wicked. 93 

^Amr bin Numan reported the Prophet 
to have said: jduij 
- jaUII Ja. jib ,jj .ill <jl 

"Allah shall indeed strengthen this religion 

91 .Zilaie vol.2 p.203 
2 . Loc. Cit. p.203 


(Islam) with a wicked man 94 
As to the command opposed to the Islamic 
Sharait given by the principle authority, no question 
of following such commands and obeying 
authorities in them. Instead, he shall be required to 
express his disapproval and disavowal towards 
such things. Having done so by expressing one's 
dissent and disliking, one shall stand absolved of 
the responsibility involved, and, as far as I think, it 
is hoped that Allah will forgive the person such 
tried. The following hadith sheds ample light on this 
issue. Haz. Auf bin Malik Ashjai reported the Holy 
as saying: L? l^aProphet 

ojSila <uil sij2 Jlj (j-« Vi 

-AjfrUa ^LLa 

Beware! If a governor is appointed on a 
person then he saw the governor committing 
an act of disobedience to Allah he should 
show his disapproval towards that at of 
disobedience but must not get back from his 
obedience 95 



VI ,1 jiuaUV I*** a j £y» j 

jSji j Aulaj a j£ I Ijiuala 

There will be governors on you who will do the 
right as well as the wrong deeds. One who 
estranged and disliked (their) wrong deeds will 
absolve himself (of the responsibility), the one who 
disapproved of their such deeds is too attain 

2. Bukhan and Muslim ^ JJJ aus Sunail IOC. Cit. 
1. Reorted by Muslim, Miskat^ Al-Imarah _ 


deliverance. The burden of their misdeeds shall 
have to be shared by those who liked and pleased 
with such deeds. 

"Do we not fight them"? asked the Prophet his 
companions. "No, as long as they offer prayers," 
96 &\ t^luaanswered the Prophet 

Some words of this hadith are suggestive of that 
the oral disapproval is not necessary, only a 
wholehearted hate is required for their deliverance. 
Towards the end of his caliphate when 
Haz. Uthman lay besieged in his house and the 
Prophet's masjid too lay under the control of the 
mutineers, some —body asked him:" could we offer 
the prayers under the Imamat of the mutineers "? 

The reply of Haz. Uthman was: 

-^bgjfLui) jjLuuil(jjiLtll *iNIJj 

When the behavior of people is good to you,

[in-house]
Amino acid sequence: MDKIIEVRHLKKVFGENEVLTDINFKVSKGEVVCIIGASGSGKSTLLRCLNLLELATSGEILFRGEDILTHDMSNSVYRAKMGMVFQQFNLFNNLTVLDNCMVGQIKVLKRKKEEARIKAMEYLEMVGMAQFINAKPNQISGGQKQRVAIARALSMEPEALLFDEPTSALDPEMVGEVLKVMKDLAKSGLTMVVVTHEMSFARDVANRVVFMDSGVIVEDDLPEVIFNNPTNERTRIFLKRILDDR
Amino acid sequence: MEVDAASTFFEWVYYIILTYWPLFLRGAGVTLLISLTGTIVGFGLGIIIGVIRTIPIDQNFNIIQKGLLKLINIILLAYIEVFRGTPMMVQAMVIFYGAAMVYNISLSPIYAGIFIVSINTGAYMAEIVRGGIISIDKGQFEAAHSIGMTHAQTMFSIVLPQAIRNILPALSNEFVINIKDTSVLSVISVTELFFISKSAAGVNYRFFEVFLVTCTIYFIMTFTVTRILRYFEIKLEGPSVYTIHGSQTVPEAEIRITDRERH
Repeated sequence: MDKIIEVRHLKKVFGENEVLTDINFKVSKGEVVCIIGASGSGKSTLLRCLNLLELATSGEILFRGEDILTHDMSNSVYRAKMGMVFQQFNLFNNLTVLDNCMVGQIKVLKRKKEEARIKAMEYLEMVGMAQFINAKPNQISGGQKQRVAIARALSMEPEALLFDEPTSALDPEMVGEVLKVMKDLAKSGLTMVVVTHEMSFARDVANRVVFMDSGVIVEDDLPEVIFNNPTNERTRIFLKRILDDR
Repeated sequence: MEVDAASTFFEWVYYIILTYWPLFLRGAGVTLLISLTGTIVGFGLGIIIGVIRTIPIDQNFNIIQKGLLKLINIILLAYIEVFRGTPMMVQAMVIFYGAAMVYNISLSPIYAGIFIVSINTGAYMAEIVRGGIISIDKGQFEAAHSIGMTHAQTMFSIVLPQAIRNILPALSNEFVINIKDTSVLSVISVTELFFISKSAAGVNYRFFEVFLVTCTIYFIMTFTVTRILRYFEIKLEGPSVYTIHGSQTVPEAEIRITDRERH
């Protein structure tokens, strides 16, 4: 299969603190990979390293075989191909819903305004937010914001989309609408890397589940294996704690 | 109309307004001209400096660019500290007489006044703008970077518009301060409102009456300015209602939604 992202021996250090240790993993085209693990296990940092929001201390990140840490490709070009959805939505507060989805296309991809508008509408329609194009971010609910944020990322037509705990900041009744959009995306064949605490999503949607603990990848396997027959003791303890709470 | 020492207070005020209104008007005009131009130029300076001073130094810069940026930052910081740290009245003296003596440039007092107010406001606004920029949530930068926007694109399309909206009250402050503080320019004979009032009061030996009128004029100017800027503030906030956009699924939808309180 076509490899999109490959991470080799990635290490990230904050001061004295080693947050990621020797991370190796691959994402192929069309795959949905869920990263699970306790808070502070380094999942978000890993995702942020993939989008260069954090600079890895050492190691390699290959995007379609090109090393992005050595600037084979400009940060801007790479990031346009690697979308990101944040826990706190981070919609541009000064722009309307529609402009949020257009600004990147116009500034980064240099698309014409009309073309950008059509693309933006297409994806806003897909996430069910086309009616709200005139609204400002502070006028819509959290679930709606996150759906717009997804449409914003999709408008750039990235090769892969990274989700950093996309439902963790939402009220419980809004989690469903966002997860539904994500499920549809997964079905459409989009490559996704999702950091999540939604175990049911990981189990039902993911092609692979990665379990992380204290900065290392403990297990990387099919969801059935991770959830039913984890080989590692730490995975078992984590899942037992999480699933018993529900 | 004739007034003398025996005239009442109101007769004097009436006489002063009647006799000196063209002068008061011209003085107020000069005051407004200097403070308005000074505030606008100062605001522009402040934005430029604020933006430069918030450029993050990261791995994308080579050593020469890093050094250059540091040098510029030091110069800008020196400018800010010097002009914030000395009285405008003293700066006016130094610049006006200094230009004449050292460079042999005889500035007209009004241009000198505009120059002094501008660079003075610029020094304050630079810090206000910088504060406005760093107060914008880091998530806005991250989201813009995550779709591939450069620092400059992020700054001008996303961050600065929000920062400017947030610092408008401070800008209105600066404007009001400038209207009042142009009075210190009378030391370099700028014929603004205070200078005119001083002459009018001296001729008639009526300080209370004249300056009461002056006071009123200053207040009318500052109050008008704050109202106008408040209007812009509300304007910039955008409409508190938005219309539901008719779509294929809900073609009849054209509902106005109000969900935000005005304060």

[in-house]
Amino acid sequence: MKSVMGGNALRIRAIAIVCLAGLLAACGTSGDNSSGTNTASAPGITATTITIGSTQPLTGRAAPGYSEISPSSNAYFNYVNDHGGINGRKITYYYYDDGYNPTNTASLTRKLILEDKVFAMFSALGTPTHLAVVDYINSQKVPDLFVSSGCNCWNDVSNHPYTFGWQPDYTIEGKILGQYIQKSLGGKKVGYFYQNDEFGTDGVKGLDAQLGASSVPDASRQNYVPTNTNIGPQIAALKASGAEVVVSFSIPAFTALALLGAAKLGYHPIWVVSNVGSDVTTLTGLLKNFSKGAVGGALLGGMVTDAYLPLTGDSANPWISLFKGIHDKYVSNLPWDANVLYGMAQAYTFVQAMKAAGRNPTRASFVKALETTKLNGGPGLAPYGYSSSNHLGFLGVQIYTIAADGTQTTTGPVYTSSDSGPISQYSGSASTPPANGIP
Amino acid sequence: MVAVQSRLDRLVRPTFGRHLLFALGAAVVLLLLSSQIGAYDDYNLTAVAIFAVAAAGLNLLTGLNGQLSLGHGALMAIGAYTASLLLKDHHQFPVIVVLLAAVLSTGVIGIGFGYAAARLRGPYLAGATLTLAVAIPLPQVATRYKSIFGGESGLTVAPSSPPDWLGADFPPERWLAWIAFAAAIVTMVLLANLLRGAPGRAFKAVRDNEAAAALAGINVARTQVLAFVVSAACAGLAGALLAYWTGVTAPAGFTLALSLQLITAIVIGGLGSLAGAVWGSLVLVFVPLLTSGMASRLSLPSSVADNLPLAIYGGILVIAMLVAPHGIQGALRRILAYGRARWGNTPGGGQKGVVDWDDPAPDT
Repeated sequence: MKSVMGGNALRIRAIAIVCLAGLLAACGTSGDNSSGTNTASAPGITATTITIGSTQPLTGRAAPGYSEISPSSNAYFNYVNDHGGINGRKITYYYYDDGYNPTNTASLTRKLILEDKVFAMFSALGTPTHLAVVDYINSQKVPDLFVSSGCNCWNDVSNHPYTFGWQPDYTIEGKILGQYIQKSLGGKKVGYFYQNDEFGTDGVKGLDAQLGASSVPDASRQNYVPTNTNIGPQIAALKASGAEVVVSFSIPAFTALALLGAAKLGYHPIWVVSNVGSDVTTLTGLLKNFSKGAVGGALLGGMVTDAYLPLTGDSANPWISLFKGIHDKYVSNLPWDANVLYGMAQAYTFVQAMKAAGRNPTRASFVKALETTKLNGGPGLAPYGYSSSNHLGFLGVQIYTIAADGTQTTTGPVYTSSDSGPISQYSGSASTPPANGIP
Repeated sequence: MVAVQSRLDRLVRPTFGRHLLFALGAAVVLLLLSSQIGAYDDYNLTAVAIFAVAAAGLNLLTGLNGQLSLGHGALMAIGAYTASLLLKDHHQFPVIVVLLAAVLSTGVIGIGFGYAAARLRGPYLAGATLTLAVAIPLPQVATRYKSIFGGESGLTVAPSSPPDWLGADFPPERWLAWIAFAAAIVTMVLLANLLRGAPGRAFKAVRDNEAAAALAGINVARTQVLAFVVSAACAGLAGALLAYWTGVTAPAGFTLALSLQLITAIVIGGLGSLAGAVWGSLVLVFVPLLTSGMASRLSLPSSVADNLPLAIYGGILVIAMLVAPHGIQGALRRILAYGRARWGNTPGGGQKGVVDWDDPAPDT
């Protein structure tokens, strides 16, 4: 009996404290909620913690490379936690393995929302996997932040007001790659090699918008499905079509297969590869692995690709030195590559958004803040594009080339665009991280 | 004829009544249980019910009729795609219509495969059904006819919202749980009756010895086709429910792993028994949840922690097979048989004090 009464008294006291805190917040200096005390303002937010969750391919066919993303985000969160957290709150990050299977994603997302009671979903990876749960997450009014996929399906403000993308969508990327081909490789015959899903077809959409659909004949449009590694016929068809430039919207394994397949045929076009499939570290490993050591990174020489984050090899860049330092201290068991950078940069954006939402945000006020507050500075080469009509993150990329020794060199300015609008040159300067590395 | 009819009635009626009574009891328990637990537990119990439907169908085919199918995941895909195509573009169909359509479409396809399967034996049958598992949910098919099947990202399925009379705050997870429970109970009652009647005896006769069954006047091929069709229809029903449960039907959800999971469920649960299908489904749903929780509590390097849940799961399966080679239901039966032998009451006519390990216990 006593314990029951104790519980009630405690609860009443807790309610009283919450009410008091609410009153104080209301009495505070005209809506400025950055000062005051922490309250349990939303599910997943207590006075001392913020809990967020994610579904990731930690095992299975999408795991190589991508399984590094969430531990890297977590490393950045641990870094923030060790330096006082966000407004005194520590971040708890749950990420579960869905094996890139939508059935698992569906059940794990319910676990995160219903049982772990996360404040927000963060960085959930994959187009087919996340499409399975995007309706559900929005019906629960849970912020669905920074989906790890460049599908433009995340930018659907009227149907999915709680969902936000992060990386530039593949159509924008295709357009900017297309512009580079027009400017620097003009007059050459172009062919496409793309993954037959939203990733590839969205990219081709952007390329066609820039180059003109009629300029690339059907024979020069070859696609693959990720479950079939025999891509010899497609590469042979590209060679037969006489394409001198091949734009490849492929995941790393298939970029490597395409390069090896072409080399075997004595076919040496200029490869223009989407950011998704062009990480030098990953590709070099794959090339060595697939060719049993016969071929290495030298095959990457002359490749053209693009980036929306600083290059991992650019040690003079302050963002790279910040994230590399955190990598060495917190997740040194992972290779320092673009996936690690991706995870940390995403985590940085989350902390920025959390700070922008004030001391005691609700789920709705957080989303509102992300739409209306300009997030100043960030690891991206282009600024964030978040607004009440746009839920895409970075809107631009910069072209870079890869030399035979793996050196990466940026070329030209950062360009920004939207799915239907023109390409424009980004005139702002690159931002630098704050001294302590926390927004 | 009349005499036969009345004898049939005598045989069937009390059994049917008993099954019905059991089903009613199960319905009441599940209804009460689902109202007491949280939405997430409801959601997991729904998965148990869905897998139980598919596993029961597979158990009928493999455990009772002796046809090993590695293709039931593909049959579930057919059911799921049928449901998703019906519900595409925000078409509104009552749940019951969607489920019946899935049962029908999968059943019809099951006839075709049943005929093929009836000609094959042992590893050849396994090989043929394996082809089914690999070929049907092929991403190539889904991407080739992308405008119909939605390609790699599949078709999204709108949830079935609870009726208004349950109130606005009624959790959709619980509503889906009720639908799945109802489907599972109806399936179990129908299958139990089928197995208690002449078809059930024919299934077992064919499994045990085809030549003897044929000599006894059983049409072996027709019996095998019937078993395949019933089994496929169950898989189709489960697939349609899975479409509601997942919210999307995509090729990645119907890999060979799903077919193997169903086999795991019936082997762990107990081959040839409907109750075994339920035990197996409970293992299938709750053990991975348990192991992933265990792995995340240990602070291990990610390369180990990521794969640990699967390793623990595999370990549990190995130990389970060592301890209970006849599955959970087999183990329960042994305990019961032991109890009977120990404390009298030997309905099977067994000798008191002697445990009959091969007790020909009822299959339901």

be good to them; when their behavior is bad, keep 
away from their mistreatment- 97 

Some Useful Juristic Principles to Solve this 

There are some juristic principles which offer 
a sufficient guidance in this regard. To cite them 

La (1) 

"The thing on which depends the fulfillment (1) 
of an obligation itself becomes an obligation 
as well." 98 

2 _loc.cit. p.319 

Illaus Sunan vol.15 p.51 

2 . Ibn Nujaim Hanafi: al-Ashba wal-Nazair p.91, Ibn Makki al- 
Amily: al-Qawaid wal-Fawaid vol.l p.192: Suyuti, al-Ashba wal- 


The mode of argument with this juristic 
principle will go as: should the Muslims of the 
democratic countries decide not to take part in the 
electoral process and not to fight the election for the 
provincial and national assemblies' memberships 
fearing that they may fall in sins, and keep 
themselves completely detached from the 
democratic activities, a number of communal 
obligations will remain unfulfilled and unmet, and 
such a situation will be harmful for the Muslims 
beyond measure. To envisage the possible harms, 
and the enormity of such a situation. 
The national and provincial assemblies make 
legislations and pass resolutions in relation to 
national and international affairs. The presence of 
Muslim representatives may stop or at least make 

them, reluctant in passing anti-Islam and anti- 
Muslim resolutions and making laws against the 
tenets of Islam. The absence of Muslim 
representation in national and provincial 
assemblies, on the other hand, is bound to give the 
non-Muslim members a free hand to legislate anti- 
Islam laws. Only a strong Muslim representation 

there could lessen such concerns to a great extent. 

In case there exists no Muslim representation 
in the national and provincial legislative assemblies, 
who, then, will tell the government and the non- 
Muslim legislators the true conditions of Muslims 
and their problems; and who will fight the 
propaganda campaigns intended to harm and 
disrepute Muslims and the teachings of Islam? Who, 

then, will communicate the national and provincial 


assemblies the needs and requirements and the 
communal problems of Muslims, and how the 
Muslims would be able to avail of the welfare 
programs launched by the state and federal 
governments? All such questions have only one 
answer. That is, the Muslim minority must have its 
strong political representation both in national and 
provincial assemblies. Failing which it can not 
solved its problems or realize its true collective 
interests. Judging the situation through the prism of 
the said juristic principle, taking part in the electoral 
process of their countries and striving to win the 
membership of the national and provincial 
assemblies constitutes an obligation of the Muslim 
minorities living in the democratic countries. 
Second Juristic Principle 
d 'Si 

(2) The bigger evil shall be removed by the lesser 

No denial of the fact that the national as well 
as provincial assemblies of un-Islamic democratic 
countries legislate and pass the laws by the majority 
of the legislators. Among such legislations there 
might be such ones as are in conflict with the 
principles of the Islamic Shariat and the Muslim 
members of the legislative assemblies can do 
nothing to stop the assemblies from so doing. But 
this fear could be assuaged by no way even if the 
Muslim minorities decide to keep themselves 

1 IbnNujaimHanafi: al-Ashba wal-Nazak p Suyuti ; a l-C Ashha-Wal-NaZclir 

p.96, Shatibi: al-Muwafaqat, vol.p.41, Mustafa al-Zarqa: Sharhul-